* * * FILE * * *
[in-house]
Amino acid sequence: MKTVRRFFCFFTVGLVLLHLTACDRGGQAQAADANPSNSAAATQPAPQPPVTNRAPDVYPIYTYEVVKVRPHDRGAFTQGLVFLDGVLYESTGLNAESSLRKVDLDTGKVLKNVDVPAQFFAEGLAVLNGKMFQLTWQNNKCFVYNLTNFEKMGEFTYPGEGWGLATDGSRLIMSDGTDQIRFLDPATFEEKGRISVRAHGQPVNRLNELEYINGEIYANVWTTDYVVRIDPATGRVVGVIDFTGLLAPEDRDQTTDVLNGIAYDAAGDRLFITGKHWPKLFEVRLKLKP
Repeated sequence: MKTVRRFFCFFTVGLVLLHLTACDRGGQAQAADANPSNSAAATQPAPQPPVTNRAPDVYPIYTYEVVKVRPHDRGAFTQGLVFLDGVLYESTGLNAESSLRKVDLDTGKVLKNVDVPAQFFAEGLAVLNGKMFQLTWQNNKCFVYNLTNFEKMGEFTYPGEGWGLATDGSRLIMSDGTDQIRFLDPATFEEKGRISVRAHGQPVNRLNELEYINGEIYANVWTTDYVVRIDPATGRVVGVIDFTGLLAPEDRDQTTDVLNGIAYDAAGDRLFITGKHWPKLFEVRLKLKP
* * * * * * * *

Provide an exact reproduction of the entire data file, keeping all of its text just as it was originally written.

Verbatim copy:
[in-house]
Amino acid sequence: MKTVRRFFCFFTVGLVLLHLTACDRGGQAQAADANPSNSAAATQPAPQPPVTNRAPDVYPIYTYEVVKVRPHDRGAFTQGLVFLDGVLYESTGLNAESSLRKVDLDTGKVLKNVDVPAQFFAEGLAVLNGKMFQLTWQNNKCFVYNLTNFEKMGEFTYPGEGWGLATDGSRLIMSDGTDQIRFLDPATFEEKGRISVRAHGQPVNRLNELEYINGEIYANVWTTDYVVRIDPATGRVVGVIDFTGLLAPEDRDQTTDVLNGIAYDAAGDRLFITGKHWPKLFEVRLKLKP
Repeated sequence: MKTVRRFFCFFTVGLVLLHLTACDRGGQAQAADANPSNSAAATQPAPQPPVTNRAPDVYPIYTYEVVKVRPHDRGAFTQGLVFLDGVLYESTGLNAESSLRKVDLDTGKVLKNVDVPAQFFAEGLAVLNGKMFQLTWQNNKCFVYNLTNFEKMGEFTYPGEGWGLATDGSRLIMSDGTDQIRFLDPATFEEKGRISVRAHGQPVNRLNELEYINGEIYANVWTTDYVVRIDPATGRVVGVIDFTGLLAPEDRDQTTDVLNGIAYDAAGDRLFITGKHWPKLFEVRLKLKP